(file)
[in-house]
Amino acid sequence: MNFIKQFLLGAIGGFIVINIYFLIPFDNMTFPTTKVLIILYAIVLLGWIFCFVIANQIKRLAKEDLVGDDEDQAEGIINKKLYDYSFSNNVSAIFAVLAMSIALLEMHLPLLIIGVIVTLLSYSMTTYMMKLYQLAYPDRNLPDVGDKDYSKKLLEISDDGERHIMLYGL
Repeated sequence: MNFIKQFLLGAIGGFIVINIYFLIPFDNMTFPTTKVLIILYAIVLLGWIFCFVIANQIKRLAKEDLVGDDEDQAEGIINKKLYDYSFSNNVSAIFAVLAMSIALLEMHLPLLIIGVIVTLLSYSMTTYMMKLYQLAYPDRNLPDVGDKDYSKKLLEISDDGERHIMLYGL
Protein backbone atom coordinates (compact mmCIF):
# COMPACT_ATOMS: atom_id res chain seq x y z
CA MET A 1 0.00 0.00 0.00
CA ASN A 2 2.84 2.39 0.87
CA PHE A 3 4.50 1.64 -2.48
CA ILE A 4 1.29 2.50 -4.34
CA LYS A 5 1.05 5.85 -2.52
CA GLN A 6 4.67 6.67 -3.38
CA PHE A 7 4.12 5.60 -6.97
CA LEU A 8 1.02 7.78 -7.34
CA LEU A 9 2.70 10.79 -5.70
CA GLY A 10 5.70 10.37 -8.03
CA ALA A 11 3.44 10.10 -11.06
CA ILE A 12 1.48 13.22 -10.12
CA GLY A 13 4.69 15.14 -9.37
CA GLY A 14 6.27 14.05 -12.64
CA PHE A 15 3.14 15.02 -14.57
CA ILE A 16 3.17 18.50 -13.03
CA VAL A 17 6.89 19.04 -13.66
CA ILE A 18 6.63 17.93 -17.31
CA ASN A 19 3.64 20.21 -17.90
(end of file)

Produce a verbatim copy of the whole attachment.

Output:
[in-house]
Amino acid sequence: MNFIKQFLLGAIGGFIVINIYFLIPFDNMTFPTTKVLIILYAIVLLGWIFCFVIANQIKRLAKEDLVGDDEDQAEGIINKKLYDYSFSNNVSAIFAVLAMSIALLEMHLPLLIIGVIVTLLSYSMTTYMMKLYQLAYPDRNLPDVGDKDYSKKLLEISDDGERHIMLYGL
Repeated sequence: MNFIKQFLLGAIGGFIVINIYFLIPFDNMTFPTTKVLIILYAIVLLGWIFCFVIANQIKRLAKEDLVGDDEDQAEGIINKKLYDYSFSNNVSAIFAVLAMSIALLEMHLPLLIIGVIVTLLSYSMTTYMMKLYQLAYPDRNLPDVGDKDYSKKLLEISDDGERHIMLYGL
Protein backbone atom coordinates (compact mmCIF):
# COMPACT_ATOMS: atom_id res chain seq x y z
CA MET A 1 0.00 0.00 0.00
CA ASN A 2 2.84 2.39 0.87
CA PHE A 3 4.50 1.64 -2.48
CA ILE A 4 1.29 2.50 -4.34
CA LYS A 5 1.05 5.85 -2.52
CA GLN A 6 4.67 6.67 -3.38
CA PHE A 7 4.12 5.60 -6.97
CA LEU A 8 1.02 7.78 -7.34
CA LEU A 9 2.70 10.79 -5.70
CA GLY A 10 5.70 10.37 -8.03
CA ALA A 11 3.44 10.10 -11.06
CA ILE A 12 1.48 13.22 -10.12
CA GLY A 13 4.69 15.14 -9.37
CA GLY A 14 6.27 14.05 -12.64
CA PHE A 15 3.14 15.02 -14.57
CA ILE A 16 3.17 18.50 -13.03
CA VAL A 17 6.89 19.04 -13.66
CA ILE A 18 6.63 17.93 -17.31
CA ASN A 19 3.64 20.21 -17.90